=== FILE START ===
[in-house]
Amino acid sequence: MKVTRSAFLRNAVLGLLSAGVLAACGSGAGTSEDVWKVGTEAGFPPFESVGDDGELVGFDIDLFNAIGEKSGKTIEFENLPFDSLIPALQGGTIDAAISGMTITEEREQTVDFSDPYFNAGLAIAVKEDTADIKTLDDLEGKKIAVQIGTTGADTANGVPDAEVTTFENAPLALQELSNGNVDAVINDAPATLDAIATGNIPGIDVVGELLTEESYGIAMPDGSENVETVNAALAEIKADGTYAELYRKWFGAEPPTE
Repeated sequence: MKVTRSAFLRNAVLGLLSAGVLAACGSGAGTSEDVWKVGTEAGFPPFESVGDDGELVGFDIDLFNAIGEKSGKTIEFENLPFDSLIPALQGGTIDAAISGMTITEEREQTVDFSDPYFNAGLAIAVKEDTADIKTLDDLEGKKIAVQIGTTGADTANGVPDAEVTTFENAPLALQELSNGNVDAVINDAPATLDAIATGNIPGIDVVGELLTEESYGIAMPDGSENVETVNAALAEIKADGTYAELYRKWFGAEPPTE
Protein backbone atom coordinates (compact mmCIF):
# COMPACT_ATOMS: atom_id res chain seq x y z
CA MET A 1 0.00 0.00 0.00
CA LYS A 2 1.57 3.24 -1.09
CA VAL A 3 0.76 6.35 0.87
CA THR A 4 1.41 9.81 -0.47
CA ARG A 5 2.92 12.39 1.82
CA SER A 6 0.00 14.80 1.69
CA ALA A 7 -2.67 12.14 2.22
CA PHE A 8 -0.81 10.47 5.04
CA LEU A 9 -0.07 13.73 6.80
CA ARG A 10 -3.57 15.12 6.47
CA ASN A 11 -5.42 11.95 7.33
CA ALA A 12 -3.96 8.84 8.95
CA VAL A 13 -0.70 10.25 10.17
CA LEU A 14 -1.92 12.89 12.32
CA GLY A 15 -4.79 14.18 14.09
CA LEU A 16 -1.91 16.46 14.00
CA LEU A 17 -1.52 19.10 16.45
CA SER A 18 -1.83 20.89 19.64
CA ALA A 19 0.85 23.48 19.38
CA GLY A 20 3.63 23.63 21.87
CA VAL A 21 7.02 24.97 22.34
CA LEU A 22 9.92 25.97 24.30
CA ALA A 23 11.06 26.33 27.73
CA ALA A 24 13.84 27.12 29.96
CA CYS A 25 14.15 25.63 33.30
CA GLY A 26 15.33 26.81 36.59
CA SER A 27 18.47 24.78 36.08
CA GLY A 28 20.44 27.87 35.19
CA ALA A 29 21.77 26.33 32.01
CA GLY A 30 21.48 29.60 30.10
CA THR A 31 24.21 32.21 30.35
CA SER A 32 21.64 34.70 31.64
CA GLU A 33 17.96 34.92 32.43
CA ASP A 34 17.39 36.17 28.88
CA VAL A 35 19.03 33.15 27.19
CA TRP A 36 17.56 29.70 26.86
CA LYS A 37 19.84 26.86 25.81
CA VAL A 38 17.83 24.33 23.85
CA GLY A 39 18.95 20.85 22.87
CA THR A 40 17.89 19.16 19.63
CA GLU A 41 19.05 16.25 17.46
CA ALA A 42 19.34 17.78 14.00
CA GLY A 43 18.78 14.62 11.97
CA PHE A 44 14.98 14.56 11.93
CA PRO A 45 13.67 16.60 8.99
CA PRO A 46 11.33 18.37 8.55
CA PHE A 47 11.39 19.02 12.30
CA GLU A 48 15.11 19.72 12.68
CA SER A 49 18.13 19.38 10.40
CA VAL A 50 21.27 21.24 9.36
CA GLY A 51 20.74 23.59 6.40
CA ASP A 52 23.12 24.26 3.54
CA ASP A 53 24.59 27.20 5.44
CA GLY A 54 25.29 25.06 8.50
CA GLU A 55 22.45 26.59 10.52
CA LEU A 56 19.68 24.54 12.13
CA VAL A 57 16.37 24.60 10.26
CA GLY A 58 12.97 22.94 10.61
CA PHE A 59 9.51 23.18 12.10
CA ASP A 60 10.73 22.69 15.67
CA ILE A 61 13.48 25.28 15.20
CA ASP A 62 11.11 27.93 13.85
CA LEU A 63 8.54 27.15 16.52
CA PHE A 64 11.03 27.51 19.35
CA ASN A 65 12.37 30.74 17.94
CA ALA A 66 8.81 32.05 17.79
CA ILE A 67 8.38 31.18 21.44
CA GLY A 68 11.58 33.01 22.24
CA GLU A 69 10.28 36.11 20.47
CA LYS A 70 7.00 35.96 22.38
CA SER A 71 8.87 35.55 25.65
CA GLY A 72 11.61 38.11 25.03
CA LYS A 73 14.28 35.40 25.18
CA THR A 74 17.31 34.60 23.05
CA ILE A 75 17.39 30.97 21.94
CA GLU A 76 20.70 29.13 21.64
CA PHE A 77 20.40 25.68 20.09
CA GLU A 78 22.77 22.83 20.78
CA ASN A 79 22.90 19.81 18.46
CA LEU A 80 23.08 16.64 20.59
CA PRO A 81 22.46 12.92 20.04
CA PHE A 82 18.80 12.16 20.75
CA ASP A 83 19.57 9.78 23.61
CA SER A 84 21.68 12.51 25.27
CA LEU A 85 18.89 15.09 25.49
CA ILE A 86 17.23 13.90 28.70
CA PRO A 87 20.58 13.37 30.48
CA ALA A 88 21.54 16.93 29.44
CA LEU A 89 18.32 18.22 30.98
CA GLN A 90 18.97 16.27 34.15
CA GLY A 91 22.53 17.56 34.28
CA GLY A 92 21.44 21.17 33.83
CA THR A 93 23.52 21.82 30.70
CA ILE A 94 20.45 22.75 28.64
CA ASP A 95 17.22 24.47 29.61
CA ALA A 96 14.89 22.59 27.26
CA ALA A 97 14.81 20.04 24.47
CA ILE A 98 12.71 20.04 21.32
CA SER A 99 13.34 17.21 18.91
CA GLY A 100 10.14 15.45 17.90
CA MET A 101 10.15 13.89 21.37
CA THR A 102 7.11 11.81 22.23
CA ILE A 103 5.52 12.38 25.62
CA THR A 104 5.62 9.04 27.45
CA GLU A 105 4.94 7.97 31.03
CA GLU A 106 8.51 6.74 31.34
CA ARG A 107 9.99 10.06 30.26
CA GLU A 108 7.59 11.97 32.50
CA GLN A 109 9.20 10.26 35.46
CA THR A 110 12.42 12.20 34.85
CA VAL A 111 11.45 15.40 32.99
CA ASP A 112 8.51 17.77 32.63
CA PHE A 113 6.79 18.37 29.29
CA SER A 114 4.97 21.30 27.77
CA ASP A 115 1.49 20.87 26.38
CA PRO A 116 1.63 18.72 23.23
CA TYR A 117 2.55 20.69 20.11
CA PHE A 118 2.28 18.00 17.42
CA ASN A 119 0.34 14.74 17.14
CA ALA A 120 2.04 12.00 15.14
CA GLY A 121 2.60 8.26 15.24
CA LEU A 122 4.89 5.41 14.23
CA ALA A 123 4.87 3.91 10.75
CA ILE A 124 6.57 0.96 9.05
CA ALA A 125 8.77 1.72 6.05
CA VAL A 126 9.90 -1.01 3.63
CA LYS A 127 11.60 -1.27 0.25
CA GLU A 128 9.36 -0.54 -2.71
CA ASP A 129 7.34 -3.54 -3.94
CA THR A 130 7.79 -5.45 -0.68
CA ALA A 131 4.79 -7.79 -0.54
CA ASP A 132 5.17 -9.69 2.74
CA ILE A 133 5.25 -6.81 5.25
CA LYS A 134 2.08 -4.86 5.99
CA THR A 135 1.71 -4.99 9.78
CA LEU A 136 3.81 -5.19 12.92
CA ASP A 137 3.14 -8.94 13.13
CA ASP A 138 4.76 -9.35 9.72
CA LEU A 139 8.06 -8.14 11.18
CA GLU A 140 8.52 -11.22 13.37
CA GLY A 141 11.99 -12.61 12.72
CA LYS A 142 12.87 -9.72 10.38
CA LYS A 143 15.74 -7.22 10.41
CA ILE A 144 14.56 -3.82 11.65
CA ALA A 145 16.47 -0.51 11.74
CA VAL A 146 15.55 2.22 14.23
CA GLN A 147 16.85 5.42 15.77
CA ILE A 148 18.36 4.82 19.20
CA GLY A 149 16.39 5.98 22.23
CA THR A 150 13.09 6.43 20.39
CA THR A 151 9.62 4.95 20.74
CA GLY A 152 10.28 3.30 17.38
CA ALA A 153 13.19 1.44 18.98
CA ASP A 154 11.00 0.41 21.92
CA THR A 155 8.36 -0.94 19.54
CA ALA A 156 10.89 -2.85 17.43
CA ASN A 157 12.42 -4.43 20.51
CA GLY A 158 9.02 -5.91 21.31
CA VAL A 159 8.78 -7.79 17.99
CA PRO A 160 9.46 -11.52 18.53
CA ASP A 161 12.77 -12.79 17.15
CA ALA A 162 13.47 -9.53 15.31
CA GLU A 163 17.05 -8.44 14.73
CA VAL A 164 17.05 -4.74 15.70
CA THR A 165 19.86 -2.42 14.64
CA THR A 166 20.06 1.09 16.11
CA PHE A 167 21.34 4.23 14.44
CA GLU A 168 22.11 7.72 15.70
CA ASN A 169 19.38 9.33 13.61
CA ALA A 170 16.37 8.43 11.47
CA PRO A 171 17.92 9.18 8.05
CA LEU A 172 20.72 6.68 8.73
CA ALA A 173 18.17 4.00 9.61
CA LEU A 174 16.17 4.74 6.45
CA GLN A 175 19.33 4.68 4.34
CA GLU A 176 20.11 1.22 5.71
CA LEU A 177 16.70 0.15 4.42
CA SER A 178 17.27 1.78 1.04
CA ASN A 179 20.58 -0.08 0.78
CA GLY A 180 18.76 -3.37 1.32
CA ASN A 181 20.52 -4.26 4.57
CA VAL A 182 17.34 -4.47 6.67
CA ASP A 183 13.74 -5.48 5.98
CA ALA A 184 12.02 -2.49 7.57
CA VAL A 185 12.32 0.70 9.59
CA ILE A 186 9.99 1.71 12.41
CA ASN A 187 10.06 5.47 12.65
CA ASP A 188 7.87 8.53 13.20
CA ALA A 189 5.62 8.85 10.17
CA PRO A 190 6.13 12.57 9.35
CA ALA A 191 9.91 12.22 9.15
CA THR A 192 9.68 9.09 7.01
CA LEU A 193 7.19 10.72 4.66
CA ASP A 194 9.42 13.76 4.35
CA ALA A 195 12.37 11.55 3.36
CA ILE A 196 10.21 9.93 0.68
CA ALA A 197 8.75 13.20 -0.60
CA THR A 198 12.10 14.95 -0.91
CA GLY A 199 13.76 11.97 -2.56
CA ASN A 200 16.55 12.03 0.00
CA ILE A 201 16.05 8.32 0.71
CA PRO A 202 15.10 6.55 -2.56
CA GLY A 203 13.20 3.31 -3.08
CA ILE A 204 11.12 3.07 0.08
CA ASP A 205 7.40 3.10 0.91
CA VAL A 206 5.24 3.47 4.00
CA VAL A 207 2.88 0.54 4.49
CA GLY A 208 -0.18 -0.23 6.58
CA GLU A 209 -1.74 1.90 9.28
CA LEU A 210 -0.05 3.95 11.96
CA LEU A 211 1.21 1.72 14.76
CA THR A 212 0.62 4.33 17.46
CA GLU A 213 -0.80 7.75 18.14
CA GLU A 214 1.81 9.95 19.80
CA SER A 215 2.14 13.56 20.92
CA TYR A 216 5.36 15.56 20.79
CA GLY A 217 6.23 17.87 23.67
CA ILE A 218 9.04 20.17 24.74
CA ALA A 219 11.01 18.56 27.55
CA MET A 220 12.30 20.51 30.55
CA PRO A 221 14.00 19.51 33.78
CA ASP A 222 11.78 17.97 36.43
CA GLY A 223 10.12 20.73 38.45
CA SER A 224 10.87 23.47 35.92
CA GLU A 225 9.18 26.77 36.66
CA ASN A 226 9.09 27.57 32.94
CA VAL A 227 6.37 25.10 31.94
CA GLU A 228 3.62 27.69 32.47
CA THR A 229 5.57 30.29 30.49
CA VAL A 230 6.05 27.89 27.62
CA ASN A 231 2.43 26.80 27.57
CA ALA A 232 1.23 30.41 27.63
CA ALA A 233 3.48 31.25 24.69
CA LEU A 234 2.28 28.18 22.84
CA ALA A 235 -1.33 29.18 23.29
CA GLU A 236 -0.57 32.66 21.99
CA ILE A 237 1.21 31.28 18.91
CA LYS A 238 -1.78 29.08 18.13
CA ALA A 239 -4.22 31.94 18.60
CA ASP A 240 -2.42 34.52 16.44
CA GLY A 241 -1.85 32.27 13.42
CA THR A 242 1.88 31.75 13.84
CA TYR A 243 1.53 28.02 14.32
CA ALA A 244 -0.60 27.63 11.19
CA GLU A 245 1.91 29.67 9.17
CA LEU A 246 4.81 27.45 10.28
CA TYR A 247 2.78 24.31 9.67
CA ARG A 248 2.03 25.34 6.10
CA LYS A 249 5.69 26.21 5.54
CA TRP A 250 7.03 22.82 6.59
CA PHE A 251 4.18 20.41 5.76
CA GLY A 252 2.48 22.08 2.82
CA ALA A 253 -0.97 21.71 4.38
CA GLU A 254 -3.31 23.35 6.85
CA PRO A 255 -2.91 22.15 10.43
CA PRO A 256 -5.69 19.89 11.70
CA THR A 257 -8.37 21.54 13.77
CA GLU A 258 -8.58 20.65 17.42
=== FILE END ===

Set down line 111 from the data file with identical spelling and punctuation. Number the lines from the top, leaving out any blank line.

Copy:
CA GLU A 106 8.51 6.74 31.34